The pipes which carry water to our homes have a long history that stretches from rock-cut pipes to today’s PVC pipes. Early water pipes, believed to date from 4,000 to 3,000 BC, were discovered in Mohenjo-Daro near the Indus River Valley.
Archaeologists believe that plumbing technology developed concurrently in Babylonia. The excavation of a Babylonian temple revealed pipes and pipe fittings which had been formed by applying clay to wooden mandrels and allowing them to harden in the sun.
The Romans also made major contributions to the evolution of pipes: stone-cut pipes, copper pipes and bronze and lead pipes have been attributed to the Romans.
Historians report that the first Iron pipe was installed in Germany in 1455.
In 1664, a 15 mile pipe was installed to pump water to the fountains near the king’s palace in France. The first underground sewer was installed in 1728 and the first concrete pipe was installed for sanitary use in 1842. Reinforced concrete pipes were introduced by J.Monier in 1867.
Plastic pipes were introduced in 1966 as that versatile new material became more advanced.
An early patent in the field of water delivery pipes was filed in April 4, 1919 by Ernest Tribe. Tribe applied for a patent on a coupling to join pipes. In 1925, Frederick H. Bedford and James H. Hayes acquired a license for the invention and started producing it as the Victaulic coupling, a product of the Victaulic Company of America. In 1931 Victaulic couplings were used to minimize leaks at Hoover Dam, the most ambitious engineering project of the time. The company went on to handle such renowned projects as China’s “Bird’s Nest” Olympic Stadium and the world’s tallest building (as of this writing), Burj Khalifa in Dubai.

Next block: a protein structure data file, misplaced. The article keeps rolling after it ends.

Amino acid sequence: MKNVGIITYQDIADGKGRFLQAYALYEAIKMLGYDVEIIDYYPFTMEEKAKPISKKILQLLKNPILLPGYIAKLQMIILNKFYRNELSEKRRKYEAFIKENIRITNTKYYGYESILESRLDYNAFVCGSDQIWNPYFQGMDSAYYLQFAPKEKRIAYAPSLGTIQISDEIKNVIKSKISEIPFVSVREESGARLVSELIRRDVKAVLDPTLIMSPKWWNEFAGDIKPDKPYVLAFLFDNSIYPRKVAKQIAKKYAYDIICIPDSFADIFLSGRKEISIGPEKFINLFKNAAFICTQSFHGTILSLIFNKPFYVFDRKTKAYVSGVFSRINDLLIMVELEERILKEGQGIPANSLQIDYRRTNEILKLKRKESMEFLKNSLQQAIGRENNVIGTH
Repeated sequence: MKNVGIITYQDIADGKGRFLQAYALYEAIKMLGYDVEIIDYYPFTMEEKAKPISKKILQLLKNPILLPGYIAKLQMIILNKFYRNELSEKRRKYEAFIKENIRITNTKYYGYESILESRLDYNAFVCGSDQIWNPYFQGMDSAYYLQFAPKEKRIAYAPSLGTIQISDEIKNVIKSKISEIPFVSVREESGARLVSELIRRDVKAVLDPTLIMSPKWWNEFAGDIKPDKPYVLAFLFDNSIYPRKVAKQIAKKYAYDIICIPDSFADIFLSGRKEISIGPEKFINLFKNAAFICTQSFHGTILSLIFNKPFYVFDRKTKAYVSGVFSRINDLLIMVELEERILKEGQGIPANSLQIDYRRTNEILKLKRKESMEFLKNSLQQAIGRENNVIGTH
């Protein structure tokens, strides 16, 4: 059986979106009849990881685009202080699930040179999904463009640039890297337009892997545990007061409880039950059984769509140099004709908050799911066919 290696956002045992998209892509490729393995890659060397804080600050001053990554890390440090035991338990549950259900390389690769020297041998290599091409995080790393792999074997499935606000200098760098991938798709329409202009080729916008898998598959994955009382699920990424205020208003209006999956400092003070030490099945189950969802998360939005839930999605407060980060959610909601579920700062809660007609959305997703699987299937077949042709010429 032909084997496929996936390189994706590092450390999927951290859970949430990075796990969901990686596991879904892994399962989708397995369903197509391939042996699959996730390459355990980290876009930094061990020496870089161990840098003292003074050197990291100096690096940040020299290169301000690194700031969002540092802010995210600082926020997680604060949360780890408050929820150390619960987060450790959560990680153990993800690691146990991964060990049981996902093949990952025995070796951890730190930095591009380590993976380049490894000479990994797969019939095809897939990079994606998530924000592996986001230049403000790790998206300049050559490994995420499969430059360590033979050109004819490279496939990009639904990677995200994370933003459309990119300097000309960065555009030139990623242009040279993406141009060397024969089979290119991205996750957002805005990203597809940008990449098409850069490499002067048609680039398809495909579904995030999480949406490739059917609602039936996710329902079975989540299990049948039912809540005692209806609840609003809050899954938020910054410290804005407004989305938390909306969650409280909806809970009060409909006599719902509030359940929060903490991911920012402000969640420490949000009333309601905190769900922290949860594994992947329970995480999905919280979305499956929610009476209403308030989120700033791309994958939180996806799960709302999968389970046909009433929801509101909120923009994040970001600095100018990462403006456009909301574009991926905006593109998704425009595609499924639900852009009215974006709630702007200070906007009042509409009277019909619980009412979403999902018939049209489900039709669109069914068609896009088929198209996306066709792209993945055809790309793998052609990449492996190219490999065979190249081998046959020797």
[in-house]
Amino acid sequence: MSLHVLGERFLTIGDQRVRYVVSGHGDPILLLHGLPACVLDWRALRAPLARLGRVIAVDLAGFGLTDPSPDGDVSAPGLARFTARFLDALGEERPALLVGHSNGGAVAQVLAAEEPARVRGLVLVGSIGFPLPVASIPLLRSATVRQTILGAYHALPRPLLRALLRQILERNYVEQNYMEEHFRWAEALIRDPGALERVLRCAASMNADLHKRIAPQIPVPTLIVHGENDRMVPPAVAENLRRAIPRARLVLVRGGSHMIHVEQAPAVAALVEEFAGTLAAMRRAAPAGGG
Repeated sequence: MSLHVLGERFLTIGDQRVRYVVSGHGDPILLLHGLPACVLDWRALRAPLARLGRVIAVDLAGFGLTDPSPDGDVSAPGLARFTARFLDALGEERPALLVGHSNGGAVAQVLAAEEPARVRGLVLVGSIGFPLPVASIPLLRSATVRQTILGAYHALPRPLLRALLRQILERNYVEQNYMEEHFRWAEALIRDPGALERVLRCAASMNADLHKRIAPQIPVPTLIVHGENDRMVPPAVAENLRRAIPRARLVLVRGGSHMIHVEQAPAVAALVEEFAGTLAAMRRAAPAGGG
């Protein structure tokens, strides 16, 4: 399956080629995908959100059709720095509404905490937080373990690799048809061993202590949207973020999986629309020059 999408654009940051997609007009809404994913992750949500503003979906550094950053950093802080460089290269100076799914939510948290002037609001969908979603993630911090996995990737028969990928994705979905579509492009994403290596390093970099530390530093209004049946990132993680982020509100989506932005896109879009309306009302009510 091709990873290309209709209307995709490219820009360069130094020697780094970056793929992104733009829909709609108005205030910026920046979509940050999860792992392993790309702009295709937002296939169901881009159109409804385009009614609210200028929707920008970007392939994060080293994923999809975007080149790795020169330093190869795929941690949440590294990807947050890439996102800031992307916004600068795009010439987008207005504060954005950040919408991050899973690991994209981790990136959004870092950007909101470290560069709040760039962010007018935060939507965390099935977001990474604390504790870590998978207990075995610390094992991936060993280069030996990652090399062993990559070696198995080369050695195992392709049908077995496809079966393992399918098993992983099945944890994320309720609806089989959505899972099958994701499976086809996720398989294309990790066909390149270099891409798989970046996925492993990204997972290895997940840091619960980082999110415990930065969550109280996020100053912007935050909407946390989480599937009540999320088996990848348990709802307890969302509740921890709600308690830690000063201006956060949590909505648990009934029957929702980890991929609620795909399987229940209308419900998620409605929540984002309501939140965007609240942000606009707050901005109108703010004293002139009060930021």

A quick patent search shows that pipe-fitting patent activity in last ten years remains fairly steady, with just a slight upward trend.
By contrast, the trend is definitely upward for pipe-fitting applications which specify – or at least mention – the use of PVC (polyvinyl carbonate). PVC was invented twice in the 19th century; once in 1838 by Henri Victor Regnault and again in 1872 by Eugen Baumann. In both the cases, vinyl chloride was left exposed to sunlight which converted it to PVC.